How difficult life must be for expatriates. Moving from the West coast to the East coast has made it difficult for me to find certain brands of food, and foreign foods are doubly difficult to come by. This week, anticipating a recipe created by the fabulous Nigella Lawson, I ran out to the store to get Lyle’s Golden Syrup. They didn’t have it, which is weird, because they had it three months ago. I drove to another store. Same problem! In the end I had to use King Golden Syrup, which doesn’t compare at all. If I’d had time for shipping, I’d have ordered Lyle’s online – it would totally be worth it.
Anyway, during my fruitless quest for syrup, I noticed something weird. The jars and tins of Lyle’s Golden Syrup feature a rotting dead lion. Now that’s an innovative choice of logo for a foodstuff! And when you add the swarm of flies around it. . . eeeuuw!
I’m not sure why it took me so long to observe this – perhaps when I have a jar in front of me, I’m too busy sticking a cookie, a spoon, my finger, etc. in the syrup to actually look at the label. Or perhaps the jars sold in the US didn’t have a dead lion on them; I can’t remember (whomever out there has a jar of Lyle’s, comment and let us know).
I am sure that a dead, maggoty lion would never be adopted by today’s companies for a flagship product. But Lyle’s is, according to Guinness, Britain’s oldest brand, its packaging virtually unchanged since 1885 (older than Coca-Cola) – and those Victorians were peculiar. As it turns out, those aren’t flies. They’re bees. It’s a little less gross, but still weird, since golden syrup isn’t made from honey, and doesn’t really taste like honey, and lions and bees don’t hang out together, as far as I know.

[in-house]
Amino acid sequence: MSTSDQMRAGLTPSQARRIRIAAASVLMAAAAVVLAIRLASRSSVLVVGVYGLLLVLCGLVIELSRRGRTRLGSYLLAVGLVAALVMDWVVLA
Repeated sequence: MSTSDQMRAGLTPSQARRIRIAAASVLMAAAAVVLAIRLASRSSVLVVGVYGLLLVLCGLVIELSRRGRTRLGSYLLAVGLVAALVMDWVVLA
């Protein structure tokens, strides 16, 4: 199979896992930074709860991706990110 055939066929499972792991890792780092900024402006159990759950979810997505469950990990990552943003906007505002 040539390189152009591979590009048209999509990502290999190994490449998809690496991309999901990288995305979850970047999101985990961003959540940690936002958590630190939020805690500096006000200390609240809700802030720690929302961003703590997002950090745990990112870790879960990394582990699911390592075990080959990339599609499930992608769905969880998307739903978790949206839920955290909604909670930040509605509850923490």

It turns out that the inspiration is a Biblical episode (I’d forgotten it completely) in which Samson kills a lion, and returning to its body, finds that a swarm of bees have assembled a honeycomb inside it. Implausible as this natural history may be, it inspired Lyle’s founder, Scottish businessman Abram Lyle, to put the lion and the phrase “Out of the strong came forth sweetness” on his novel sugar syrup (which was originally a waste byproduct of the sugar refining process).
According to Bryn Mawr’s Kate Thomas, Lyle’s “image of the lion and the bees and the biblical quotation testify to a peculiarly Victorian mix of moralism, industrial drive and budding concern for social welfare.” (source) But could it also speak to the early theory of spontaneous generation? (Mapping the Marvellous had this thought too.) Classical authorities like Virgil were convinced that bees originated in carrion:
A portent they espy: through the oxen’s flesh,
Waxed soft in dissolution, hark! there hum
Bees from the belly; the rent ribs overboil
In endless clouds they spread them, till at last
On yon tree-top together fused they cling,
And drop their cluster from the bending boughs. (Georgics IV, Virgil)
Virgil implies that there is a routine “recipe for bees,” calling for a fresh carcass, sunshine, and a few other ingredients: “oft, from putrid gore of cattle slain/Bees have been bred” (Georgics IV) . Shakespeare, too, gives the common association of bees with carrion a plug in Henry IV: “‘Tis seldom when the bee doth leave her comb/In the dead carrion.” (2 Henry IV; iv. 4. 79-80.)
There are, apparently, tropical carnivorous bees. But the origin of this idea in Europe, and of the Biblical story, probably lies in a confusion of bees with flies that closely resemble bees, like the astonishingly good mimic Eristalis tenax.
I wonder if the originators of King Golden syrup, with the lion head logo, were themselves striving to mimic the success of Lyle’s lion. . . .if so, they got the feline logo, but not the taste. It’s ironic that in the US, it’s so much easier to find King’s than the original Lyle’s. Hopefully my Lyle’s-less chocolate bars will be okay. . . but I still want a jar of Lyle’s. To eat. Right now.